Decarboxylation Breakdown


Decarboxylation is a term which is thrown around a lot in the cannabis cooking world. It is of course an imperative part of the preparation of cannabis for consumption, but in my travels I have found there is not a great deal of understanding around the process. I get it- chemistry is not easy, and who hasn't glazed over when when someone starts talking about chemical bonds, carboxyl groups and stoichiometry. However, because it is so important to cooking with cannabis, we decided to jump in with both feet. So put on your thinking caps, here comes organic chemistry.

Decarboxylation is a chemical reaction that removes a carboxyl group and releases carbon dioxide (CO2). Usually, decarboxylation refers to a reaction of carboxylic acids, removing a carbon atom from a carbon chain.

Decarboxylation is the process that activates compounds in cannabis such as THC. All cannabinoids contained within the trichomes of raw cannabis flowers have an extra carboxyl ring or group (COOH) attached to their chain. For example, tetrahydrocannabinol acid (THCA) is synthesized within the trichome heads of freshly harvested cannabis flowers. In most regulated markets, cannabis distributed in dispensaries contains labels detailing the product’s cannabinoid contents. THCA, in many cases, prevails as the highest cannabinoid present in items that have not been decarboxylated (e.g., cannabis flowers and concentrates).

THCA has a number of known benefits when consumed, including having anti-inflammatory and neuroprotective qualities. But THCA is not intoxicating, and must be converted into THC through decarboxylation before any psychoactive effects can be felt.

The two main catalysts for decarboxylation to occur are heat and time. Drying and curing cannabis over time will cause a partial decarboxylation to occur. This is why some cannabis flowers also test for a presence of small amounts of THC along with THCA. Smoking and vaporizing will instantaneously decarboxylate cannabinoids due to the extremely high temperatures present, making them instantly available for absorption through inhalation.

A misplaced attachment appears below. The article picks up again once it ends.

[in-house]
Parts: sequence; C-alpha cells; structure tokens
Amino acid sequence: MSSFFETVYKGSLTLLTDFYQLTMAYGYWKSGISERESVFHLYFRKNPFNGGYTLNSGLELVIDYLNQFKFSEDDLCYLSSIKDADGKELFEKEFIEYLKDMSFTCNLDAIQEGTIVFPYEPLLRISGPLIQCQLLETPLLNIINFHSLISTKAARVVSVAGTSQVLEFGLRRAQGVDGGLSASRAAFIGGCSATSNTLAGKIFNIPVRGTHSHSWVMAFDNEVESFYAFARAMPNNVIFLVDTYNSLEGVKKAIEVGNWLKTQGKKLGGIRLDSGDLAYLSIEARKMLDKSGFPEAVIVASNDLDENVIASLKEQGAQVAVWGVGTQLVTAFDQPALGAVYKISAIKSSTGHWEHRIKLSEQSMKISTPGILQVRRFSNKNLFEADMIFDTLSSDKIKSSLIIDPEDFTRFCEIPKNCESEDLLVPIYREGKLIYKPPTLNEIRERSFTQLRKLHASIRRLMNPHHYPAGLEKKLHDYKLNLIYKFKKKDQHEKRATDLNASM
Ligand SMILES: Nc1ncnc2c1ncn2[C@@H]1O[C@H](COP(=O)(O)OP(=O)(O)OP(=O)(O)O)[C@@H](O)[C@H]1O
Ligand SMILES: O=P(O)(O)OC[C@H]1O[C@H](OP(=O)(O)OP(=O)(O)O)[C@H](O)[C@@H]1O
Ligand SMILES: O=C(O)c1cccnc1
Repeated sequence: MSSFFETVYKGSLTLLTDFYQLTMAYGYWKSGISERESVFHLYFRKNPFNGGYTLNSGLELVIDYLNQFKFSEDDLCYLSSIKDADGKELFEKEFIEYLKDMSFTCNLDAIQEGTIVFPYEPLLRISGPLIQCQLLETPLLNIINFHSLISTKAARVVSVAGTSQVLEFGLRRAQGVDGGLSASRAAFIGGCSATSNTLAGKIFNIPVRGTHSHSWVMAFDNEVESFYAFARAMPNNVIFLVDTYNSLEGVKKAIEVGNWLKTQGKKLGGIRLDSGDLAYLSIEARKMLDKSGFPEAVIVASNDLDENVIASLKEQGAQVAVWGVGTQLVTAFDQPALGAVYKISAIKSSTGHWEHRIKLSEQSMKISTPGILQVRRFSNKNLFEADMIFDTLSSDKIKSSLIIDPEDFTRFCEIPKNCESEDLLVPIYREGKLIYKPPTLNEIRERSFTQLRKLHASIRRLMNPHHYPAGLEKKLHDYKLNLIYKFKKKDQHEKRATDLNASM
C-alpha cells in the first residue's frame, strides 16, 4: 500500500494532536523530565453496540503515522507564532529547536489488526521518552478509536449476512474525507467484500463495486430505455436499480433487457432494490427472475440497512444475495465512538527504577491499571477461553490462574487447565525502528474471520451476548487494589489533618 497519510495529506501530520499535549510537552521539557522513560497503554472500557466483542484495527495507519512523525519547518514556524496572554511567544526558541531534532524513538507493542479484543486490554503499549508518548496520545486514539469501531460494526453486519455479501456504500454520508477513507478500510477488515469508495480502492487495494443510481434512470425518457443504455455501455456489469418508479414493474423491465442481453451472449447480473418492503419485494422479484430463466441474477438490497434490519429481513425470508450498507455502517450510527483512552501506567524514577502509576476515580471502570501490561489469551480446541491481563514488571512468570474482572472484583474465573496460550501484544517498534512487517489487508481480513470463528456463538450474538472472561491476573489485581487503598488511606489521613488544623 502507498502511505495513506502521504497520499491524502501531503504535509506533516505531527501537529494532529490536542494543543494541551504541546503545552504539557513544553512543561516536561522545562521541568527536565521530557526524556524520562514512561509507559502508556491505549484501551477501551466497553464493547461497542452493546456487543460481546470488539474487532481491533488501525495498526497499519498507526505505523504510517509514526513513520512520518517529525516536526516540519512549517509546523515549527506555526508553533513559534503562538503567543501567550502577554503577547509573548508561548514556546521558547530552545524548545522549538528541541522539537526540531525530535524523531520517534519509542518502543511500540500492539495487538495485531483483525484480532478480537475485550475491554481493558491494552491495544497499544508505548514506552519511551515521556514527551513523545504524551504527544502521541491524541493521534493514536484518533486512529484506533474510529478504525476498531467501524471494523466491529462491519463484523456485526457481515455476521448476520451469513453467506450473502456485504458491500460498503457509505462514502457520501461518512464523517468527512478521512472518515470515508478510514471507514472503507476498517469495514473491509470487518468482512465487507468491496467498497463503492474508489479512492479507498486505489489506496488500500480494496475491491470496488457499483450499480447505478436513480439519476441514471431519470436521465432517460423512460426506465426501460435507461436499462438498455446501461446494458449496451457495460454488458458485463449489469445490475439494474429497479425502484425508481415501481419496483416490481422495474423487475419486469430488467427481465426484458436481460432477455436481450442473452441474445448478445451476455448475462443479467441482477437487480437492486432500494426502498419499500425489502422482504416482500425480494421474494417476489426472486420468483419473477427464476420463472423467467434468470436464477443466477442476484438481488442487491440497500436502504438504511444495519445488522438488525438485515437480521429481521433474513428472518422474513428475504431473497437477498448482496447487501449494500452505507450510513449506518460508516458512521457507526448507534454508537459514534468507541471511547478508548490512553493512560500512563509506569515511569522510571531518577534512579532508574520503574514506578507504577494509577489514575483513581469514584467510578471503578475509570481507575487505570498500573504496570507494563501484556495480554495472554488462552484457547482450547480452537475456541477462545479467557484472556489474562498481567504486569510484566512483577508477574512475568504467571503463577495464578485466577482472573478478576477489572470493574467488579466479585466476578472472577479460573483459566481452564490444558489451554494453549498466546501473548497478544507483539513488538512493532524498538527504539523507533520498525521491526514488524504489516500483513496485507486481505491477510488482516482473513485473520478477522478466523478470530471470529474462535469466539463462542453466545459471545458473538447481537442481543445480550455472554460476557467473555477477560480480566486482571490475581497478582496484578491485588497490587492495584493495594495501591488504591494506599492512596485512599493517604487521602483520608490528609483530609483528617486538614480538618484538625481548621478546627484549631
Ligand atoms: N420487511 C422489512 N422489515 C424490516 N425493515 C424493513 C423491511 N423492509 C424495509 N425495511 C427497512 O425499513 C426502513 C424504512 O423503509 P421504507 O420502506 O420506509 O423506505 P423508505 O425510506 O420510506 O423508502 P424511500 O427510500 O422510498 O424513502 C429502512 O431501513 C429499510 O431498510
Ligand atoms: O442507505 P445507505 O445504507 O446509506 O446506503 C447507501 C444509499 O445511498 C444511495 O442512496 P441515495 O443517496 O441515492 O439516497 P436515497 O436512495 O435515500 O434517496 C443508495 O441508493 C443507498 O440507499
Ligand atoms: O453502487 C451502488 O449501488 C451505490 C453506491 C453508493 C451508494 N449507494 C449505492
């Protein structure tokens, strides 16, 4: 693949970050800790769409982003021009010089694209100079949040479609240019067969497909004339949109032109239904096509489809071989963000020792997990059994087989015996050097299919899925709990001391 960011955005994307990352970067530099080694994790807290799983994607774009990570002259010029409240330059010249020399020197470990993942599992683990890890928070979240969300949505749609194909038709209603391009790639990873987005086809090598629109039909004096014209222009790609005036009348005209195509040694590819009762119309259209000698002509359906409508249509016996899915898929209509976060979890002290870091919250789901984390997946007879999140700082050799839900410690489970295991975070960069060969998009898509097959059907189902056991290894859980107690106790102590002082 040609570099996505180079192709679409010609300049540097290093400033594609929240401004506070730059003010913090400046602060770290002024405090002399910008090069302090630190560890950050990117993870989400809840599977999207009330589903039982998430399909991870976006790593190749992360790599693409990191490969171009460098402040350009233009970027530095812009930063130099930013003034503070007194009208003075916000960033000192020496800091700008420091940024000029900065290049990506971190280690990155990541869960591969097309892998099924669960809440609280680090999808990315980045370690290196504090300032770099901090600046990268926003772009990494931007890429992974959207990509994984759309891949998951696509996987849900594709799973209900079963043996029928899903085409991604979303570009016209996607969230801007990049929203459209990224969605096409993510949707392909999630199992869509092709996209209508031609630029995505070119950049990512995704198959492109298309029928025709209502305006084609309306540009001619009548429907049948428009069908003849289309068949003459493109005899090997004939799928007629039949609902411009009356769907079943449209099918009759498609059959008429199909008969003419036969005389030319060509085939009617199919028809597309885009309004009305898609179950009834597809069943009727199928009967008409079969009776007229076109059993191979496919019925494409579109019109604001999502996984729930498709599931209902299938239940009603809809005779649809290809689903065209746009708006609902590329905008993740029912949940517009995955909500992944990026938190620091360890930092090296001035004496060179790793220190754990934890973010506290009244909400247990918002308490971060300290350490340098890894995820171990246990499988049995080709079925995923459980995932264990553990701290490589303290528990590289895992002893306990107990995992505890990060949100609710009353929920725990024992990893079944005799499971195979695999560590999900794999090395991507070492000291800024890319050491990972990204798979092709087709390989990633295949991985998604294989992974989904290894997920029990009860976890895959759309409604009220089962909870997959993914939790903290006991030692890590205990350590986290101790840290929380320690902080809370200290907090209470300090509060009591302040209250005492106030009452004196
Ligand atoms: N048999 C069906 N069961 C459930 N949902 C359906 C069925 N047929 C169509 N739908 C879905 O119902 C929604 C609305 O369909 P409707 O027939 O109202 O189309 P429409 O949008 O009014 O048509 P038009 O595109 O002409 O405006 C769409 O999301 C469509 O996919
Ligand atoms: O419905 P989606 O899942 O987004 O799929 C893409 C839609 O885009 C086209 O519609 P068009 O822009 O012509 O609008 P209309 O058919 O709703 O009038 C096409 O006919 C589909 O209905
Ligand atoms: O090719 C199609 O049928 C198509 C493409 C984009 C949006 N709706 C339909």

While decarboxylated cannabinoids in vapor form can be easily absorbed in our lungs, edibles require these cannabinoids present in what we consume in order for our bodies to absorb them throughout digestion. Heating cannabinoids at a lower temperature over time allows us to decarboxylate the cannabinoids while preserving the integrity of the material we use so that we may infuse it into what we consume.

At What Temperature Does Decarboxylation Occur?

The THCA in cannabis begins to decarboxylate at approximately 220 degrees Fahrenheit after around 30-45 minutes of exposure. Full decarboxylation may require more time to occur. Many people choose to decarboxylate their cannabis at slightly lower temperatures for a much longer period of time in attempts to preserve terpenes. Many mono and sesquiterpenes are volatile and will evaporate at higher temperatures, leaving potentially undesirable flavors and aromas behind. The integrity of both cannabinoids and terpenes are compromised by using temperatures that exceed 300 degrees F, which is why temperatures in the 200’s are recommended.

Heat and time can also cause other forms of cannabinoid degradation to occur. For example, CBN (cannabinol) is formed through the degradation and oxidization of THC, a process that can occur alongside decarboxylation. CBN accounts for a much more sedative and less directly psychoactive experience.

In order to decarboxylate cannabis at home, all you need is some starting material, an oven set to 220-235 degrees F (depending on your location and oven model), some parchment paper, and a baking tray. Finely grind your cannabis until the material can be spread thin over parchment and placed on your baking sheet. Allow the cannabis to bake for 30-45 minutes, or longer if desired. After that it is time to infuse your decarboxylated cannabis in your fat source of choice; butter or whatever oil you fancy!


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